My Mother. Barack Obama. Donald Trump. And the Last Stand of the Angry White Man.

Image of My Mother. Barack Obama. Donald Trump. And the Last Stand of the Angry White Man.
Release Date: 
September 4, 2018
Atria Books
Reviewed by: 

“This book of essays reaches out to Americans of varied ethnicity and backgrounds with the goal Powell’s mother set for him as a child: to overcome all obstacles to tell the unvarnished truth.”

Author Kevin Powell first made a name for himself appearing in the debut television season of The Real World: New York more than a quarter of a century ago. Now he is far better known for his writing—he has more than a dozen books to his credit, is a blogger with his own podcast, and has penned scores of articles for leading periodicals such as the New York Times, the Washington Post, Utne Reader, Esquire, Ebony, ESPN, and Newsweek. Here he has gathered a baker’s dozen of some of his most trenchant essays over the past three years, revealing ugly episodes in his own life while sharing his candid perspective on celebrated black athletes and musicians, American history, race relations, rampant sexism, and divisive politics.  

This collection of essays should captivate readers from the get go. He starts with a brutally honest self-evaluation, “Allow me to re-introduce myself.” Life for him began with few prospects for success—a poor, black, only child raised in a rat-infested New Jersey ghetto by a single mother on welfare.

His evocative writing style seems perfectly matched to his personality and the hip-hop music scene he has covered throughout his career. Yet he now sees most of his life and the macho American culture he grew up in through a different lens: the #MeToo movement.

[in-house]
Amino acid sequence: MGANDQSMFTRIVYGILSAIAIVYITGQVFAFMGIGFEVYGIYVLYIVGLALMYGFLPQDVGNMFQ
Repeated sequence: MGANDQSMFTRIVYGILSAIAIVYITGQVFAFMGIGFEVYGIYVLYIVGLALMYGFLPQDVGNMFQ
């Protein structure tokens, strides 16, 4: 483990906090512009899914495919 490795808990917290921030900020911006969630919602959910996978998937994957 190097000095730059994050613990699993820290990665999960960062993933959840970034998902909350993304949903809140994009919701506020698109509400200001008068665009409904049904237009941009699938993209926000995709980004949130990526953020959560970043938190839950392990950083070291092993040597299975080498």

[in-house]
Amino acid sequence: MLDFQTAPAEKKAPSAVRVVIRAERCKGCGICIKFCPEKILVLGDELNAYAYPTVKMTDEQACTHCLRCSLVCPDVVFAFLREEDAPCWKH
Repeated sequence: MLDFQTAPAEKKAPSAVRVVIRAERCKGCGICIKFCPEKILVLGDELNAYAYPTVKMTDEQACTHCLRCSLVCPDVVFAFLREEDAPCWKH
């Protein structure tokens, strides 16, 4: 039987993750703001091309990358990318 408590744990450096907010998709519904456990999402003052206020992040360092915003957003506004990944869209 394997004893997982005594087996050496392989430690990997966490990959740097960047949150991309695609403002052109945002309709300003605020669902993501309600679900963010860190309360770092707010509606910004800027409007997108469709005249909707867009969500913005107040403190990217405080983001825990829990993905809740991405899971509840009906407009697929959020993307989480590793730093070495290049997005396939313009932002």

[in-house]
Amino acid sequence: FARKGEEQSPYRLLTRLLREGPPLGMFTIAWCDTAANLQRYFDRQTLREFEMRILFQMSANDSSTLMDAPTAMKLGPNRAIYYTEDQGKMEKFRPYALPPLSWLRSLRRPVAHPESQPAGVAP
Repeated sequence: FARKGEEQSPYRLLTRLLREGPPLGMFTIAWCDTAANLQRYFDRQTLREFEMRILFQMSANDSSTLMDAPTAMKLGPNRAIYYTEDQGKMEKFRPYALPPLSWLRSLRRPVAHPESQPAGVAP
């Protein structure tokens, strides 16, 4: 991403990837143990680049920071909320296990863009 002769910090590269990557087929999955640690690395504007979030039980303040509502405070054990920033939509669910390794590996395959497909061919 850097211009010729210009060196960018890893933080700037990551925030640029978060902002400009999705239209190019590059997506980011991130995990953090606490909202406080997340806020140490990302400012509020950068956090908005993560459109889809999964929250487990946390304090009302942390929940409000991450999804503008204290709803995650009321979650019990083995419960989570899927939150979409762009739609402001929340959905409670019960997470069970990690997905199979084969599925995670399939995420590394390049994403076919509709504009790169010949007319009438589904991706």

Powell has evolved into a widely traveled activist for social justice and motivational speaker. He takes pride in his extraordinary accomplishments in a world where he was conditioned to believe he would die young. But Powell also shares the personal demons he battled to reemerge today with an urgent message dedicated to “the rainbow children—today, tomorrow, in the future,” a message that echoes the motto of BK Nation, the civil rights organization he co-founded: “The leadership is us.”     

In “Letter to a Young Man,” Powell reveals an ambitious goal--challenging entrenched misogyny, sexism, and homophobia to recognize women and gays among his equals, while acknowledging his own past failures: “There are lessons everywhere, if we are willing to look, willing to listen.” Readers are urged to take that journey of self-exploration, too.  

He then takes the reader back to his—and America’s—roots. “Will Racism Ever End? Will I Ever Stop Being a Nigger?” and “Why is Baltimore Burning?” are as soul-wrenching as Ta-Nehisi Coates’ 2015 bestseller, Between the World and Me.

The essay on O. J. Simpson’s rise and fall is just as strong. Like Coates, Powell demonstrates both historical perspective and a keen eye for how current events fit into centuries of the white supremacist narrative that is our cultural heritage. Despite recurring setbacks, he notes substantial progress, citing Obama’s 2008 election as a previously unimaginable pinnacle of success for Americans dreaming of a post-racial nation.

Unlike Coates, Powell believes racism can be eradicated with sustained effort. Yet he sees it as a Herculean task given the baggage he himself carries after years of therapy, the baggage that weighs down so many poor black men in America who “inherited nothing except the color of your skin and a target on both your forehead and your back.” Powell has seen too many friends doomed to short lives, prison or drug addiction after being “drop-kicked into a globe dominated by a mountaintop of things White male-ish and rinsed in power and privilege.”